Poster B21, Sunday, March 26, 8:00 – 10:00 am, Pacific Concourse
Anodal Transcranial Direct Current Stimulation over Right Dorsolateral Prefrontal Cortex Alters Decision Making During Approach-Avoidance Conflict
Evangelia G. Chrysikou1, Claire Gorey2, Robin L. Aupperle3,4; 1University of Kansas, 2University of South Florida, 3Laureate Institute for Brain Research, 4University of Tulsa
Approach-avoidance conflict refers to situations associated with both rewarding and threatening outcomes. The approach-avoidance conflict (AAC) task was developed to measure approach-avoidance conflict decision-making. Approach behavior during this task has been linked to self-reported anxiety sensitivity and has elicited anterior cingulate, insula, caudate, and right dorsolateral prefrontal cortex (dlPFC) activity, with right lateral PFC tracking the extent of approach behavior. Guided by these results, we used excitatory transcranial direct current stimulation (tDCS) to demonstrate the causal involvement of right dlPFC in approach-avoidance conflict decision-making. Participants received anodal tDCS at 1.5mA over either left or right dlPFC or sham stimulation, while performing the AAC task and a control short-term memory task. Analyses of variance revealed that for individuals with high anxiety sensitivity excitatory right (but not left or sham) dlPFC stimulation elicited measurable decreases in approach behavior during conflict. Excitatory left (but not right or sham) dlPFC simulation improved performance on the control task. These results support a possible asymmetry between the contributions of right and left dlPFC to approach-avoidance conflict resolution during emotional decision-making. Increased activity in right dlPFC may contribute to anxiety-related symptoms and, as such, serve as a neurobehavioral target of anxiolytic treatments aiming to decrease avoidance behavior.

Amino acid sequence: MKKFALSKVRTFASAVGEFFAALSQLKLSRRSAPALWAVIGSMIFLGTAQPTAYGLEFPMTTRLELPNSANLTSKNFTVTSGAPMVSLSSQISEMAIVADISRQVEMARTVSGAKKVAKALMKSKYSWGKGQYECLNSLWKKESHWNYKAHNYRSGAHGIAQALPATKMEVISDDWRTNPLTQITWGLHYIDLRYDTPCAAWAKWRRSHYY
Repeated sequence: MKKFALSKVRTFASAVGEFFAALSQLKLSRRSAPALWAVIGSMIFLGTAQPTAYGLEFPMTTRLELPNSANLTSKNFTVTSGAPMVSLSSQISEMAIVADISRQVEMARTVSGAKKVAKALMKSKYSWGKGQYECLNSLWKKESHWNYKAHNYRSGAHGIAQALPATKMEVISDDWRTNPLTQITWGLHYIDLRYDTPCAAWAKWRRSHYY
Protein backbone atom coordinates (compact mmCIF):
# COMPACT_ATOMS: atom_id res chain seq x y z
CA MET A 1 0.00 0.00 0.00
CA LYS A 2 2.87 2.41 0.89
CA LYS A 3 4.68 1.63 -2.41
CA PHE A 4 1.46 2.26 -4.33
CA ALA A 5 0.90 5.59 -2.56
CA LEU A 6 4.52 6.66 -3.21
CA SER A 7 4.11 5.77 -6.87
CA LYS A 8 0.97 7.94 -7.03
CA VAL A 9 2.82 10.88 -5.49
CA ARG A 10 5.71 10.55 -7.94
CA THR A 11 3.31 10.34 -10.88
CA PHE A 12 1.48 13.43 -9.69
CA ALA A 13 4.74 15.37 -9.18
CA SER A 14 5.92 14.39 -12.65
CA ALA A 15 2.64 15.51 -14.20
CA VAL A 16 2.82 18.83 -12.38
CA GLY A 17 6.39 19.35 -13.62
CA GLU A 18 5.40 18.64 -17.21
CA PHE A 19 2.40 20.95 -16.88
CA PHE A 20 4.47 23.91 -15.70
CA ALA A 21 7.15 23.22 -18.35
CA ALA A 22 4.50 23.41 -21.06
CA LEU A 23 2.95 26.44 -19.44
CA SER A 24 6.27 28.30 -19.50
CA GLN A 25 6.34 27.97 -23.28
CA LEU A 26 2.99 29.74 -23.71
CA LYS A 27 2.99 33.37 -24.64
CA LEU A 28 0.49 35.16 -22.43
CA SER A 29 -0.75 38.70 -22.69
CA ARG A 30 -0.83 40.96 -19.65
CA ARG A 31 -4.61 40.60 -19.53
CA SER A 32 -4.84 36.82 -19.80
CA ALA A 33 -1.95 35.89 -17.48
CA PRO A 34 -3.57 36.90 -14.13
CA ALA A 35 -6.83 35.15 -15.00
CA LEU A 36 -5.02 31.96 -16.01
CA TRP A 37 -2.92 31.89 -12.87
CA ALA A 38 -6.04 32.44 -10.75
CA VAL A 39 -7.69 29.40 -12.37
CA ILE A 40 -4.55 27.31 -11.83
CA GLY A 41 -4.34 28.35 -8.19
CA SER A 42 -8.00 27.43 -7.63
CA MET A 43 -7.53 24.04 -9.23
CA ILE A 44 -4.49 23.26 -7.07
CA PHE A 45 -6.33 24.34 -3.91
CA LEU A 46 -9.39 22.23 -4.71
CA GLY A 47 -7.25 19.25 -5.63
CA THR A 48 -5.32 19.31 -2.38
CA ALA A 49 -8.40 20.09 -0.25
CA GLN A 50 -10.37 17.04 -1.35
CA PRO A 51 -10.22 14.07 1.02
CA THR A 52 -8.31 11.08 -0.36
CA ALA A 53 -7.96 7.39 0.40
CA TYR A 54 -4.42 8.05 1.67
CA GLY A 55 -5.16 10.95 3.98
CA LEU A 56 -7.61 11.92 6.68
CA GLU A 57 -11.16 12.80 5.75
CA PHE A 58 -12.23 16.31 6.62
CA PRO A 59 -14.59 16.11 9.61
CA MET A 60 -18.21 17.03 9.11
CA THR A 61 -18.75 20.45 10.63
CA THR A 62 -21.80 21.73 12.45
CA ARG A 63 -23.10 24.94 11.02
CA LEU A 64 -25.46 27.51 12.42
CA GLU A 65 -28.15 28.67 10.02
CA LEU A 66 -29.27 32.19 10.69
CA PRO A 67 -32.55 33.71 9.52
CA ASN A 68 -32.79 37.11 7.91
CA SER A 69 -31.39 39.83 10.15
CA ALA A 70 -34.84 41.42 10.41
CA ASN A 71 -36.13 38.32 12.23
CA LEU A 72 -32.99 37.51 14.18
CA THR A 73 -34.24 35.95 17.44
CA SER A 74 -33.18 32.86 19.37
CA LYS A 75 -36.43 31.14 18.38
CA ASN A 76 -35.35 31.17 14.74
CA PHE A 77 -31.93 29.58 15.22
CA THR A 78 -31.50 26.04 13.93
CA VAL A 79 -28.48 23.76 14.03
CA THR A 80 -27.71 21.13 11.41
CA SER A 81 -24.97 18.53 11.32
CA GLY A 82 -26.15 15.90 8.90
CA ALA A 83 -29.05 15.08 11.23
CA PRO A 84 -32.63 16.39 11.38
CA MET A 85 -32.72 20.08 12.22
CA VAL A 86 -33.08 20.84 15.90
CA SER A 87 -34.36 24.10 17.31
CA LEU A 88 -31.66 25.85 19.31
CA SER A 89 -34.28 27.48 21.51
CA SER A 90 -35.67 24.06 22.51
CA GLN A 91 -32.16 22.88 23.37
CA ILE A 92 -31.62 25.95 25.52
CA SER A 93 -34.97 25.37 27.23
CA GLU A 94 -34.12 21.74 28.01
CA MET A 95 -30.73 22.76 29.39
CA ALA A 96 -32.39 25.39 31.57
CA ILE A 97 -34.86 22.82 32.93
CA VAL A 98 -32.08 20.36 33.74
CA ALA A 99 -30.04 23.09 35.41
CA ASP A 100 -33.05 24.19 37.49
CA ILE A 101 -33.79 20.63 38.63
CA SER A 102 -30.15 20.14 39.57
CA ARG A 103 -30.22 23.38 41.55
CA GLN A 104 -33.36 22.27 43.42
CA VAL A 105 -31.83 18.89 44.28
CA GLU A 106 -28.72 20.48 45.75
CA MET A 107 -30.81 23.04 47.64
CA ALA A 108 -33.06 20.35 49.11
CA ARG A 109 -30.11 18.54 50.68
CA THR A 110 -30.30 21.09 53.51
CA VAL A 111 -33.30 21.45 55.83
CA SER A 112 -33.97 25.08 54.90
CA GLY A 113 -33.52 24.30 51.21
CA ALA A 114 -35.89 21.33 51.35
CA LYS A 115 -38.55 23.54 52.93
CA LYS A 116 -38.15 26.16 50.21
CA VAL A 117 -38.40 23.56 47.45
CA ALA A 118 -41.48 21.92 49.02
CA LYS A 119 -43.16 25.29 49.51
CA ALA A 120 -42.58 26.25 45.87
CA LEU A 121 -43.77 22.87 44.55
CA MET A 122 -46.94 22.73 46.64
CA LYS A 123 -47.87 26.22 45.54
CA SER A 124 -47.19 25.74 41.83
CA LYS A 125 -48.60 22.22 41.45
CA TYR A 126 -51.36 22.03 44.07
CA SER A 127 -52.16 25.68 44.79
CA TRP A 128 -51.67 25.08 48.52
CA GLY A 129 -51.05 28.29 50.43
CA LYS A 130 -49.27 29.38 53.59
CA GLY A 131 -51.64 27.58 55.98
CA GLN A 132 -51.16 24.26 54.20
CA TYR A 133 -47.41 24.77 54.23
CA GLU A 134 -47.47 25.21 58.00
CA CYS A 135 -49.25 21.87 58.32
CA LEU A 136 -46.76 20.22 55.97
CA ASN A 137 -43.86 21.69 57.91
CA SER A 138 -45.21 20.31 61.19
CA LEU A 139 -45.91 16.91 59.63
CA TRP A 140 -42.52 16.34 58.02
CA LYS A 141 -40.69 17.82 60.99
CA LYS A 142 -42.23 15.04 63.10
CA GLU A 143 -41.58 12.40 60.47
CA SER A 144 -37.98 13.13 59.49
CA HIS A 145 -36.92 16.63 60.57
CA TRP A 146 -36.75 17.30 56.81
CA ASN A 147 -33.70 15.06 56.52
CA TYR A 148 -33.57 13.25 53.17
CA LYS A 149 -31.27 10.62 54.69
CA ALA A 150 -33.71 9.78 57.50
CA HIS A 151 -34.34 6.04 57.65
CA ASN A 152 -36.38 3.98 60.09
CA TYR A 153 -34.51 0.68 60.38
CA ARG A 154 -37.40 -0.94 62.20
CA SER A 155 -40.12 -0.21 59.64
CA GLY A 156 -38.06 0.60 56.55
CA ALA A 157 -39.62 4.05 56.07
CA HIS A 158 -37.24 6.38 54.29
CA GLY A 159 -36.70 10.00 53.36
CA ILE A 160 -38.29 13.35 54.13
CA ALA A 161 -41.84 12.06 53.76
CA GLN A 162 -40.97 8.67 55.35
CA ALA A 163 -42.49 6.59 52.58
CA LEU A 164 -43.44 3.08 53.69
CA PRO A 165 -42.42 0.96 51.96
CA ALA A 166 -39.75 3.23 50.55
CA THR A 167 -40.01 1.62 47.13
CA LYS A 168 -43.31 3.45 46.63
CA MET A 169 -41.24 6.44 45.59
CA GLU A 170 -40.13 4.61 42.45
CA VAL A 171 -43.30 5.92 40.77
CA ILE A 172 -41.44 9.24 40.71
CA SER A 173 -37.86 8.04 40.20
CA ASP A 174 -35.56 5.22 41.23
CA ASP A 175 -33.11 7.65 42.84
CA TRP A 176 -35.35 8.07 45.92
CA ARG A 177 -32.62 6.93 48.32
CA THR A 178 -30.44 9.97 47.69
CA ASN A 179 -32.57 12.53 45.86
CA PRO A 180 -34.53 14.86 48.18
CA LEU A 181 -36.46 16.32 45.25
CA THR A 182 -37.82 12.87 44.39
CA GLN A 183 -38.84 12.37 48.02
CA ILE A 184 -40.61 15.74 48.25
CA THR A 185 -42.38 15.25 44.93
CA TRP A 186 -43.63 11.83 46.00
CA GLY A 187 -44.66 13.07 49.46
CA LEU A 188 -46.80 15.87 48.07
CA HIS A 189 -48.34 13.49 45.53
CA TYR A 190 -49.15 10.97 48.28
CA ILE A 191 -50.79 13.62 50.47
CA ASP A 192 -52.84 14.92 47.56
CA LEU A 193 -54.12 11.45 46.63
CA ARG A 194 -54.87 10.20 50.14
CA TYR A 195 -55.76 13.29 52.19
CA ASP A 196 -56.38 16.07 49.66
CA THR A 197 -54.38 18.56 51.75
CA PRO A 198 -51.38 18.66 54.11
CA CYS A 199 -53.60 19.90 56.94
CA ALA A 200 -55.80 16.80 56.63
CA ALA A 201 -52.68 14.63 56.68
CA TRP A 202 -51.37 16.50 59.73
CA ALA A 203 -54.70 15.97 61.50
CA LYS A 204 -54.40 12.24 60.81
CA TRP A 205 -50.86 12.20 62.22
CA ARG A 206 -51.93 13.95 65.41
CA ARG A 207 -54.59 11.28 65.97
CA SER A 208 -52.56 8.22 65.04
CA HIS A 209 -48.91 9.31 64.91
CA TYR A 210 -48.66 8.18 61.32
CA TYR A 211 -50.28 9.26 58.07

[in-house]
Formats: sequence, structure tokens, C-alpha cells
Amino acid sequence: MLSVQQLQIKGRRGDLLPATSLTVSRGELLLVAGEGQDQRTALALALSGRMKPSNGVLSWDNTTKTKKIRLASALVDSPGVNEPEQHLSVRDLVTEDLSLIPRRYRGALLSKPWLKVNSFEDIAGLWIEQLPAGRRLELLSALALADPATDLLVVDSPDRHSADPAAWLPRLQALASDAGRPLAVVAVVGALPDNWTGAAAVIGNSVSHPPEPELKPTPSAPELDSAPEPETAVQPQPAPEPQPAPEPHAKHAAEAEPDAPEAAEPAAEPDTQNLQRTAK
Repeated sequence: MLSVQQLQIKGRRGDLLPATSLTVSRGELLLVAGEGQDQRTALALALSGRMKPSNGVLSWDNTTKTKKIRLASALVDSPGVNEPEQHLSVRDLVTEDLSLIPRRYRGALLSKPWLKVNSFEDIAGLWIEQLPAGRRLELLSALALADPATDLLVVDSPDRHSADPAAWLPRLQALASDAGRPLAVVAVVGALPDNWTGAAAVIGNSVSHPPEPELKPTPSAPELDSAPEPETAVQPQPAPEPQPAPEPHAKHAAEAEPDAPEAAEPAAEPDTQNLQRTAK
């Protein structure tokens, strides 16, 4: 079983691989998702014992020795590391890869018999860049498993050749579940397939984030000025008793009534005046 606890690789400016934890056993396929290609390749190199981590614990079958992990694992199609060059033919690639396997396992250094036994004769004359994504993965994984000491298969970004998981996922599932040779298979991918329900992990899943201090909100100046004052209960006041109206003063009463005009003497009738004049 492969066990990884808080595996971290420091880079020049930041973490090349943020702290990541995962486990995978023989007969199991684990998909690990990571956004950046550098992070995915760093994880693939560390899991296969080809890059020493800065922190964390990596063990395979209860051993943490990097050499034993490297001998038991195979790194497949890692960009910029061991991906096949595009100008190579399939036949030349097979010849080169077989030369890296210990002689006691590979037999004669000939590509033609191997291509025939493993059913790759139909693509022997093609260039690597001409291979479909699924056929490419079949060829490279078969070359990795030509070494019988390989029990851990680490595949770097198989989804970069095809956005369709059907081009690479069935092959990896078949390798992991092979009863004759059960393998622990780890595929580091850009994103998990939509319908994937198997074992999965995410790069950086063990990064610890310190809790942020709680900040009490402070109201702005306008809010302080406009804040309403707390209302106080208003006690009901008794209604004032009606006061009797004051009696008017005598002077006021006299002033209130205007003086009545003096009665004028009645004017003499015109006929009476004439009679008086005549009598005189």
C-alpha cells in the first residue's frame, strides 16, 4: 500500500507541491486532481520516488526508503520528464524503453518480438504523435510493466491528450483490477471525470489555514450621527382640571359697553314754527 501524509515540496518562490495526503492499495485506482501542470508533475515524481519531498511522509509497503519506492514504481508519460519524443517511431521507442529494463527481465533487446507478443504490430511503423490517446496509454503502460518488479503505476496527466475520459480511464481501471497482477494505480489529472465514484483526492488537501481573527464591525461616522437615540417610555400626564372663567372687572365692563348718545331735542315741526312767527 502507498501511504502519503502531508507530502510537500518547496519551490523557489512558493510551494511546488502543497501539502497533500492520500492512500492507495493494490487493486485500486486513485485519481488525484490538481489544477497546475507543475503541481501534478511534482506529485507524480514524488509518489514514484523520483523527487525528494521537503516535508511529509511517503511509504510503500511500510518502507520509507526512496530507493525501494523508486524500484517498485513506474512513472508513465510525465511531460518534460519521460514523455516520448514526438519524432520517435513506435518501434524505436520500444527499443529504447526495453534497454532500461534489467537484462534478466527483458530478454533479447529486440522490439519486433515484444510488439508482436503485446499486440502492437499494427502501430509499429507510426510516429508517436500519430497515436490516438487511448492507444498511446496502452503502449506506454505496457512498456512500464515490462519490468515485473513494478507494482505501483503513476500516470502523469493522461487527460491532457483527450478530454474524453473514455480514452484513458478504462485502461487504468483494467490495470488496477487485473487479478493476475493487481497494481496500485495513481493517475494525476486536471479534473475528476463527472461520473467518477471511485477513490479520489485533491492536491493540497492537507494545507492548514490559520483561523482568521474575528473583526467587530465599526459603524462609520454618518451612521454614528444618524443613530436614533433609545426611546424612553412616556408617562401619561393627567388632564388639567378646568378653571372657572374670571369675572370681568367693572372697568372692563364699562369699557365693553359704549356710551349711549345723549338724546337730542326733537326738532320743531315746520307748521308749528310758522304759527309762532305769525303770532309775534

Topic Area: EMOTION & SOCIAL: Emotion-cognition interactions